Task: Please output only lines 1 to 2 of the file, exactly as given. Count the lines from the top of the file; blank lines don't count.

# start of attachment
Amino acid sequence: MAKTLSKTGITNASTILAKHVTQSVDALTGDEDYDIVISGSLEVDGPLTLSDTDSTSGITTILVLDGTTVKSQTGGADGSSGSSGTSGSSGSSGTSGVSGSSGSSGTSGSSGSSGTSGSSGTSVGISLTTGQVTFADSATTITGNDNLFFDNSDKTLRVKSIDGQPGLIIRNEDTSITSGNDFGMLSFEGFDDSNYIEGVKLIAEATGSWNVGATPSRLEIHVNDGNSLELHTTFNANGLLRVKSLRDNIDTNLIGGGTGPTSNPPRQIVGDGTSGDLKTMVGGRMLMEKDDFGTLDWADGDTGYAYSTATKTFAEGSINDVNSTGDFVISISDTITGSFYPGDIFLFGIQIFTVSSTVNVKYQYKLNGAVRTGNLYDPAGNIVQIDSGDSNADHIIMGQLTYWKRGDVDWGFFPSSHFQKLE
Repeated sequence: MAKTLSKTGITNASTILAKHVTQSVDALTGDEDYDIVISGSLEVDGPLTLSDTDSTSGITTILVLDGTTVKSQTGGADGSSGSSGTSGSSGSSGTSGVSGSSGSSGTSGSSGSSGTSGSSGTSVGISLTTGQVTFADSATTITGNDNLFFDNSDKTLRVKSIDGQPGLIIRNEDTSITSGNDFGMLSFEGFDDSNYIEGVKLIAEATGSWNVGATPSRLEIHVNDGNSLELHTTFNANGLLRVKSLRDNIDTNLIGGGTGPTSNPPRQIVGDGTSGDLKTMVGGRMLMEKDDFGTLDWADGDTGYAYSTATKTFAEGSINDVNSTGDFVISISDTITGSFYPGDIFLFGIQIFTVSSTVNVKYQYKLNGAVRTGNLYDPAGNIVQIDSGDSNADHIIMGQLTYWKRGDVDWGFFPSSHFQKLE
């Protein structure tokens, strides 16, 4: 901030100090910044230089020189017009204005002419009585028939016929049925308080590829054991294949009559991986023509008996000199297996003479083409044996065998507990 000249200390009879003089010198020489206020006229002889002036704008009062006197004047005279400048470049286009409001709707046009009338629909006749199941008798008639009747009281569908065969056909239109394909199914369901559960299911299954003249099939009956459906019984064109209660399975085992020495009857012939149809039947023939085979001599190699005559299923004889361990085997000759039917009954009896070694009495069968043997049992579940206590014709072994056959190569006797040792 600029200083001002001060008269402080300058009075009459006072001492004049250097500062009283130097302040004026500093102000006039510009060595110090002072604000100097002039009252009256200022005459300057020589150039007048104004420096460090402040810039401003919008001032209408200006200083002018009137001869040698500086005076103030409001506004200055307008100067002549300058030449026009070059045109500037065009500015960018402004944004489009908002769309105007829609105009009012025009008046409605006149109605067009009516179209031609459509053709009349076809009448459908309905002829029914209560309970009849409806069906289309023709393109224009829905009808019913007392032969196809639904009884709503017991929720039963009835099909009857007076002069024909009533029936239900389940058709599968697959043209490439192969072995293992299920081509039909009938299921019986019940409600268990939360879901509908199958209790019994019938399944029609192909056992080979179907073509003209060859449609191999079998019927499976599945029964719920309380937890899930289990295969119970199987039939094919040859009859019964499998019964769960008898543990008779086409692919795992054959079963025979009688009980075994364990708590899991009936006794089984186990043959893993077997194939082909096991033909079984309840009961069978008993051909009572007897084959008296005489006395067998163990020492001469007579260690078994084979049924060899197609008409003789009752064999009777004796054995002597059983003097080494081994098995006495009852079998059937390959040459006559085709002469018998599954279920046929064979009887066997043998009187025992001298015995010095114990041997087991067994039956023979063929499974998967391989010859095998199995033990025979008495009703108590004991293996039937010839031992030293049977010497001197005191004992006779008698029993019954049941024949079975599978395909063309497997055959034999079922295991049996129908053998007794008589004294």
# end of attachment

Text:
Amino acid sequence: MAKTLSKTGITNASTILAKHVTQSVDALTGDEDYDIVISGSLEVDGPLTLSDTDSTSGITTILVLDGTTVKSQTGGADGSSGSSGTSGSSGSSGTSGVSGSSGSSGTSGSSGSSGTSGSSGTSVGISLTTGQVTFADSATTITGNDNLFFDNSDKTLRVKSIDGQPGLIIRNEDTSITSGNDFGMLSFEGFDDSNYIEGVKLIAEATGSWNVGATPSRLEIHVNDGNSLELHTTFNANGLLRVKSLRDNIDTNLIGGGTGPTSNPPRQIVGDGTSGDLKTMVGGRMLMEKDDFGTLDWADGDTGYAYSTATKTFAEGSINDVNSTGDFVISISDTITGSFYPGDIFLFGIQIFTVSSTVNVKYQYKLNGAVRTGNLYDPAGNIVQIDSGDSNADHIIMGQLTYWKRGDVDWGFFPSSHFQKLE
Repeated sequence: MAKTLSKTGITNASTILAKHVTQSVDALTGDEDYDIVISGSLEVDGPLTLSDTDSTSGITTILVLDGTTVKSQTGGADGSSGSSGTSGSSGSSGTSGVSGSSGSSGTSGSSGSSGTSGSSGTSVGISLTTGQVTFADSATTITGNDNLFFDNSDKTLRVKSIDGQPGLIIRNEDTSITSGNDFGMLSFEGFDDSNYIEGVKLIAEATGSWNVGATPSRLEIHVNDGNSLELHTTFNANGLLRVKSLRDNIDTNLIGGGTGPTSNPPRQIVGDGTSGDLKTMVGGRMLMEKDDFGTLDWADGDTGYAYSTATKTFAEGSINDVNSTGDFVISISDTITGSFYPGDIFLFGIQIFTVSSTVNVKYQYKLNGAVRTGNLYDPAGNIVQIDSGDSNADHIIMGQLTYWKRGDVDWGFFPSSHFQKLE